Would it surprise you to learn that Minnesota has no requirement for garage floors to be sloped so water (aka “snow melt”) goes to a drain or the door opening?  Crazy, right? The garage floor in the photo below actually doesn’t violate anything in the building code, but it sure is a nuisance, and it’s something that we reported as a problem.

garage floor sloped backwards

The International Residential Code, which we’ve adopted as our residential code here in MN, has language that says “The area of floor used for parking of automobiles or other vehicles shall be sloped to facilitate the movement of liquids to a drain or toward the main vehicle entry doorway”. The crazy part is that through code amendment at the local level, we’ve stricken that paragraph from our local code. I’ve asked about this, and the answer I’ve been given is that this is supposed to be common sense. Obviously it isn’t, and obviously I’m not getting the whole story.

HVAC

Check out my super high-tech method of determining airflow; it’s a piece of toilet paper. There’s a lot of air coming out of this hole in the wall, which is simply an access panel for the bathtub drain. Why is air coming out of this hole? Getting to the bottom of that goes beyond the scope of a home inspection, but my assumption was leaky ductwork.

air coming out of hole in wall

Here’s a disconnected dryer duct.

disconnected dryer duct

I know that I’ve mentioned poorly installed ductwork at toekick registers before, but the stuff that I continue to see continues to amaze me. These are all new photos.

Toekick register 1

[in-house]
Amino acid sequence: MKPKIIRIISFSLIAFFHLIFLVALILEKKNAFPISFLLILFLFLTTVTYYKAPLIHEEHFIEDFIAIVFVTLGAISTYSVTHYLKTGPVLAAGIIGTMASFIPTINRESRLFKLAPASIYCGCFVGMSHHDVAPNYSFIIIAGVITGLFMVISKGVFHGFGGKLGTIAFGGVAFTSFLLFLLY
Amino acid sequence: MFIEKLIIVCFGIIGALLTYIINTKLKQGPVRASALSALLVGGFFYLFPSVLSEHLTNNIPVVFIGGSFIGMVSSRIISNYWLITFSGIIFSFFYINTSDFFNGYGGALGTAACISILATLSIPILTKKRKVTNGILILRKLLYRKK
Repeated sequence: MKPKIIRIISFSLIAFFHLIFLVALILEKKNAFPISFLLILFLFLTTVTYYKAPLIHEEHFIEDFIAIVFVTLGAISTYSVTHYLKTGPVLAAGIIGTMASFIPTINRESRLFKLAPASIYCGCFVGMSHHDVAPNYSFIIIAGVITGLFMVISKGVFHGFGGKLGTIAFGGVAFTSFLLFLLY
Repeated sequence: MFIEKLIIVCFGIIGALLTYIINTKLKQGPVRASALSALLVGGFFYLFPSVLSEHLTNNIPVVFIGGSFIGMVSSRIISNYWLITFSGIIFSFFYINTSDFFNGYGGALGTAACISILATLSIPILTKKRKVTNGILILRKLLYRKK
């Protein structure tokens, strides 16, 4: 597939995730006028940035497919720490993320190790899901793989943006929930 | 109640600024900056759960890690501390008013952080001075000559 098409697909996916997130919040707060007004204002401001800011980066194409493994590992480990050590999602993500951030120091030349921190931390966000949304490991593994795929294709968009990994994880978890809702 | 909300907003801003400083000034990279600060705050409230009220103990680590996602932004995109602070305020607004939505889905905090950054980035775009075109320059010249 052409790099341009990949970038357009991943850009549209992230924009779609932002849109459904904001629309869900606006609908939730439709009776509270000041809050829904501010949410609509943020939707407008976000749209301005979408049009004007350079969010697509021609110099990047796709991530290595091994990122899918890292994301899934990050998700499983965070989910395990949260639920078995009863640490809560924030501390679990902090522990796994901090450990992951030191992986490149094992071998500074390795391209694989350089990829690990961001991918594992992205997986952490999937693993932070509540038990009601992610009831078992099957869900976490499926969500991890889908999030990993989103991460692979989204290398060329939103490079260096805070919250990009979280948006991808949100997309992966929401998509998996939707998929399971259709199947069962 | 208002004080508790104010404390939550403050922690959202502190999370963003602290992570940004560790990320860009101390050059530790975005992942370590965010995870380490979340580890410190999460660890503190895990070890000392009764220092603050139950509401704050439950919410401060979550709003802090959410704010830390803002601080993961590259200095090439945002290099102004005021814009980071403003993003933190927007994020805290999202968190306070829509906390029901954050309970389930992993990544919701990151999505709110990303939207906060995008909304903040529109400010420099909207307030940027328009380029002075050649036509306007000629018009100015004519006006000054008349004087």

Toekick register 2

Toekick register 3

Toekick register 4

Toekick register 5

Toekick register 5

Direct vent / sealed combustion furnaces obtain all of their combustion air directly from the outdoors; when the cabinet for the burner area isn’t sealed, it’ll pull a lot of its combustion air from inside the house. This is a simple fix, but why didn’t someone else catch this?

hole in side of furnace

Do you see what’s wrong in the photo below?

hrv installed improperly

What you’re seeing is an air intake for an air exchanger blowing air out. The leaves we’re holding are bending backward from the airflow. The exhaust for the air exchanger, not pictured, was also blowing air out. This was happening because of a botched installation; the intake duct was connected to the stale air exhaust on the HRV. No kidding.

I discovered this while performing a one-year warranty inspection at this new home, wherein the owner had been complaining about frost on the windows, leaky windows, and indoor comfort issues for the entire first year that he owned his home. The builder was unable to resolve any of these issues. Having an air exchanger installed in this manner could certainly cause all of those problems. The fix was to have the duct re-arranged at the HRV.